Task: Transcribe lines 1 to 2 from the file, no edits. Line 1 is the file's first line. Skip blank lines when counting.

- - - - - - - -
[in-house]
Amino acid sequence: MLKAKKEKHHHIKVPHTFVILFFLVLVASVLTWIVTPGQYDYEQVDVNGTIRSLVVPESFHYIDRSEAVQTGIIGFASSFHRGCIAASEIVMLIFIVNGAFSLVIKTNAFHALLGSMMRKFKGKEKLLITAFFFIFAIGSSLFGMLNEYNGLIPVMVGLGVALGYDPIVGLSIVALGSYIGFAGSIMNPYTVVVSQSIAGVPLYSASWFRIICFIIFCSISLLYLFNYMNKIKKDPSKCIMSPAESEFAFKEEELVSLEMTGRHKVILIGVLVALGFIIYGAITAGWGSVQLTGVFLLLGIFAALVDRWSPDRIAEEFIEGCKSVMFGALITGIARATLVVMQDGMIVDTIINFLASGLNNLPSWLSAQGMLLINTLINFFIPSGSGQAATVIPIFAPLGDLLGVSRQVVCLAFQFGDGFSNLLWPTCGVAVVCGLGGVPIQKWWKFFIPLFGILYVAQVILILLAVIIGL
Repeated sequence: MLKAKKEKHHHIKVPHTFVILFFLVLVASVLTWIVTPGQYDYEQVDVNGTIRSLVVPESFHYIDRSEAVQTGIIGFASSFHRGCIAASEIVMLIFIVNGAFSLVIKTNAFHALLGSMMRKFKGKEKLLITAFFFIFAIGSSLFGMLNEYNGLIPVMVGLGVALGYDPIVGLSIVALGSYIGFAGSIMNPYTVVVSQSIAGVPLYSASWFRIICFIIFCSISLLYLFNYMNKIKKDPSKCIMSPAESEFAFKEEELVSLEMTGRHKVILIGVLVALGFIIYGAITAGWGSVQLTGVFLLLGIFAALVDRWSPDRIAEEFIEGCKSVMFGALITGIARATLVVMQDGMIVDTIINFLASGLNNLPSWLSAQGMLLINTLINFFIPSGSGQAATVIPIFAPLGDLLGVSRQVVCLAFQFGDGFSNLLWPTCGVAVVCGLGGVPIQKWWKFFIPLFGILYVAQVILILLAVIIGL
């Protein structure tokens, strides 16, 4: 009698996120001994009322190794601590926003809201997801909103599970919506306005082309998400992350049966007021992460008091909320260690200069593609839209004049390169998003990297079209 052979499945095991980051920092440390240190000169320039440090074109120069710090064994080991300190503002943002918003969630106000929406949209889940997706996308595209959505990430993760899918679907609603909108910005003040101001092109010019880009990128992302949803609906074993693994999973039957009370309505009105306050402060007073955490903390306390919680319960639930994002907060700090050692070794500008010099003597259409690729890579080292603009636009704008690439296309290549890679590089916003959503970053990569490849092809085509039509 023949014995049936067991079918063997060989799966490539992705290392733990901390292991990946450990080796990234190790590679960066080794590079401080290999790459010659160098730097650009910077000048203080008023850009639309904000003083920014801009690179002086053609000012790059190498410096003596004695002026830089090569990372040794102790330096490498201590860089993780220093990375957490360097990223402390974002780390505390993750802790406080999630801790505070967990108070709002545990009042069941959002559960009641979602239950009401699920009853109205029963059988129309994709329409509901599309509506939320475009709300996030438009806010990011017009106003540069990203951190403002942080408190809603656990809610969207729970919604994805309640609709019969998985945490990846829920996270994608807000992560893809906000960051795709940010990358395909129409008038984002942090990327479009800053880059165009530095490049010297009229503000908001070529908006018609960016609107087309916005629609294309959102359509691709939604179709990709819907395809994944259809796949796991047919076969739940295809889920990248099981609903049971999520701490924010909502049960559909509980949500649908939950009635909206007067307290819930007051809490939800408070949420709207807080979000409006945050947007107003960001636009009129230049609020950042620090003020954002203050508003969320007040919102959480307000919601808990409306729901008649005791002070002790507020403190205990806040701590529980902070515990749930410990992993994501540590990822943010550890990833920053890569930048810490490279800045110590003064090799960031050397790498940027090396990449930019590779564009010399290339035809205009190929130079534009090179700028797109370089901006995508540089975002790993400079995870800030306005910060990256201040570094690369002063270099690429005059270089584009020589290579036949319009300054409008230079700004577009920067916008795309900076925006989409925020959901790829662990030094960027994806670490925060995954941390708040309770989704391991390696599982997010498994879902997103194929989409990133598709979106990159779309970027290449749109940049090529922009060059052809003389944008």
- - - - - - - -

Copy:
[in-house]
Amino acid sequence: MLKAKKEKHHHIKVPHTFVILFFLVLVASVLTWIVTPGQYDYEQVDVNGTIRSLVVPESFHYIDRSEAVQTGIIGFASSFHRGCIAASEIVMLIFIVNGAFSLVIKTNAFHALLGSMMRKFKGKEKLLITAFFFIFAIGSSLFGMLNEYNGLIPVMVGLGVALGYDPIVGLSIVALGSYIGFAGSIMNPYTVVVSQSIAGVPLYSASWFRIICFIIFCSISLLYLFNYMNKIKKDPSKCIMSPAESEFAFKEEELVSLEMTGRHKVILIGVLVALGFIIYGAITAGWGSVQLTGVFLLLGIFAALVDRWSPDRIAEEFIEGCKSVMFGALITGIARATLVVMQDGMIVDTIINFLASGLNNLPSWLSAQGMLLINTLINFFIPSGSGQAATVIPIFAPLGDLLGVSRQVVCLAFQFGDGFSNLLWPTCGVAVVCGLGGVPIQKWWKFFIPLFGILYVAQVILILLAVIIGL